A Radio Amateur’s Guide To Solar Panels.

One of the perceived barriers to off grid amateur radio is the selection of solar panels. Most hams fall into one of two categories: Those who spend many hours researching the various options and end up more confused than when they started; and those who impulsively buy whatever is cheapest/easiest to find and end up with poorly chosen solar panels that do not meet their needs. This does not have to be hard. It’s time to cut the fluff and give radio amateurs the information they need to select solar panels that work for them and their wallet.

The Big Three.
There are three basic types of solar panels: Mono crystalline, poly (or multi-) crystalline, and thin film. The basic design of solar panels has been the same for decades. Advancements in the composition and purity of silicon, which is the main ingredient in solar panels, has made them more efficient. Improved manufacturing processes and economies of scale has made them cheaper. Solar panels that cost over $6.00 per watt a decade ago are now available for less than $2.00 per watt. Solar is on the cusp of becoming mainstream.

Monocrystalline Solar Panels.
Monocrystalline panels use the highest quality silicon cut into individual cells (thus the “mono” designation), which gives them their characteristic “cell” appearance. Because they use the highest grade silicon, they are also the most efficient and have the benefit of more watts per square foot. They are generally considered to be the “best” solar panels. As one might guess, they are also the most expensive.

Poly (or multi) crystalline solar panels.
Instead of cells being individually cut from a silicon ingot, the polycrystalline manufacturing process involves pouring melted silicon into a mold. They can have either a “broken glass” appearance, or look like one solid panel with thin wires to define the cells. The result is a less expensive but also less efficient panel. Polycrystalline solar panels are by far the most popular and account for a majority of the market.

solar panels


Mono vs. poly: “Better” is not what you think.
The technical differences between mono- and poly crystalline solar panels are very subtle to the radio amateur. Mono panels produce about 4% more wattage per square meter than polys, which makes them smaller for the same wattage output.

This sounds like it might matter, but with solar panels, better is not always better, especially when cost is factored in.

Example: A 100 watt Renogy polycrystal panel commonly sold on line costs $124.00 and takes up 1055 square inches of space. Renogy also makes a monocrystal version of this exact same panel, except that it is $150.00 and 873 square inches.

Therefore, radio amateurs have to ask themselves: Is having a mono crystal panel that saves only 182 square inches over its poly cousin worth an extra $26 (per panel) for the same amount of power? Mono crystal panels also have a longer service life and a greater tolerance for extreme temperatures, but don’t read too much into the benefits: These low single-digit percentage advantages would mean something if you were building a 100 acre commercial solar farm, but for the off grid ham, what you get for what you pay in a monocrystalline application is very hard to justify.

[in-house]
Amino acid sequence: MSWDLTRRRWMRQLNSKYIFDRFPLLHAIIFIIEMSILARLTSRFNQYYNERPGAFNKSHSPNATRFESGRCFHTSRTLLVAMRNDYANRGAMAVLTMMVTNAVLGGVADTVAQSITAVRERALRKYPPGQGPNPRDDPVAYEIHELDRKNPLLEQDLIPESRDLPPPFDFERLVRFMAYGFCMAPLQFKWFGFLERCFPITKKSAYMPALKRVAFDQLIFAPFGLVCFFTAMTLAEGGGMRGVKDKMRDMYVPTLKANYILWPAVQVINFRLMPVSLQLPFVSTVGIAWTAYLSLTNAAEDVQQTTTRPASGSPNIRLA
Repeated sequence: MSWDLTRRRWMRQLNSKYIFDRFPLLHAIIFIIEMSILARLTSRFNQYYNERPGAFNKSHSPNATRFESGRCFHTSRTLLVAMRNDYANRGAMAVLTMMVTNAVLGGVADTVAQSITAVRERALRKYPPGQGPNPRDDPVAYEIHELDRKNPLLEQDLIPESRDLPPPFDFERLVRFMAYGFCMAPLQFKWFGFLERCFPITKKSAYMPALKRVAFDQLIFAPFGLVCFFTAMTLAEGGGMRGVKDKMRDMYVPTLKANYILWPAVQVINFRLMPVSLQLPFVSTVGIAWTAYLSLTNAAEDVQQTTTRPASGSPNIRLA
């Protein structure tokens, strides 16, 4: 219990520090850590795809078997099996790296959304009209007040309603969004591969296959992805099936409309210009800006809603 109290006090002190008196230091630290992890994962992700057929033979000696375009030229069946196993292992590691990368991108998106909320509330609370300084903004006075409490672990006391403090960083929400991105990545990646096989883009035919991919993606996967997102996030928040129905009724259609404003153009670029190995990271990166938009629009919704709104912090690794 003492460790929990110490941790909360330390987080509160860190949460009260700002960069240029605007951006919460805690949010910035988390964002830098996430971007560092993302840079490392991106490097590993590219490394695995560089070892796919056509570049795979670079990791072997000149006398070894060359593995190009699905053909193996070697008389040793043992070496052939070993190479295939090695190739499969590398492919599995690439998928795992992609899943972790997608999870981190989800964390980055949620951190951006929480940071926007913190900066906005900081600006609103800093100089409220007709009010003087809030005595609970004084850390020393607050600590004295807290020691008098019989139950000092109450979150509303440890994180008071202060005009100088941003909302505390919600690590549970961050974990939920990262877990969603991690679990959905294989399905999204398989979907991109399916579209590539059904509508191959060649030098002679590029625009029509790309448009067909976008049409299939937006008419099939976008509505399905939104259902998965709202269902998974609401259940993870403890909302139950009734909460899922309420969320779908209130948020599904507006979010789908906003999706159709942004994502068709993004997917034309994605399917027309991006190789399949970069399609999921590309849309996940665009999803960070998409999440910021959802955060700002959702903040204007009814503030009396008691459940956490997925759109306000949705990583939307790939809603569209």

Thin Film Solar.
The third major category of solar panels is thin film solar. These come in a few different variations, but the common theme is a silicon photoreactive semiconductor applied to a substrate, usually thick plastic. The fancy wording is simple in principle: They take the solar silicon material and use adhesive to stick it to a flat plastic base, kind of like a bumper sticker.

The subcategories of thin film solar panels are: amorphous silicon, cadmium telluride, and copper indium gallium. Thin film solar panels are often collectively referred to as amorphous panels regardless of their actual composition. There is not much difference in performance between the three, and when buying thin film solar panels the package information may not necessarily specify which type it is. Don’t worry; it doesn’t really matter.

Most of the small panels sold in hardware and sporting good stores are from the thin film family. They can be identified by a flat black color in a lightweight (sometimes plastic) frame with wires forming lines across the panel.

Thin film solar panels have three big advantages: First, they are inexpensive when used at low power levels (more about that in a moment). Second, they are the easiest to find and can be bought almost anywhere. Lastly, they can be flexible and formed into many shapes. Portable fold up/roll up solar panels popular with campers & outdoorsmen are made with the thin film process. If you cannot lug around a hard, inflexible panel in an aluminum frame, then thin film is the solution.

The main disadvantage of thin film solar is low efficiency, usually below 10% as compared to 13%-19% for monos and polys. Thin film solar panels give diminishing returns as the power level goes up. At higher powers above 60 watts you could end up with thin film solar panels that are substantially larger and cost more than a poly or mono crystal; as the technology improves this dynamic is becoming less of an issue.

Although thin film is considered the lowest class of solar panels, do not take that as an automatic deal breaker. There are many applications where thin film is the only and best option.

So what should you buy?
What to buy is a personal decision because everyone’s needs are individual. If ultra-portability is not a major issue, then polycrystalline solar panels provide the best value for the dollar. I personally use only polycrystalline solar panels for my permanent home system. Because of their popularity, they come in many sizes and are very competitively priced. Their slightly lesser performance compared to monocrystalline panels is more than offset by the reduced cost.

If you must have the very best and don’t mind spending the money to get it, or your space is so limited that even a few square feet makes a difference, then monocrystal solar panels are for you. Keep in mind that “the best” is going to cost substantially more than second best and give you only very minor increases in performance.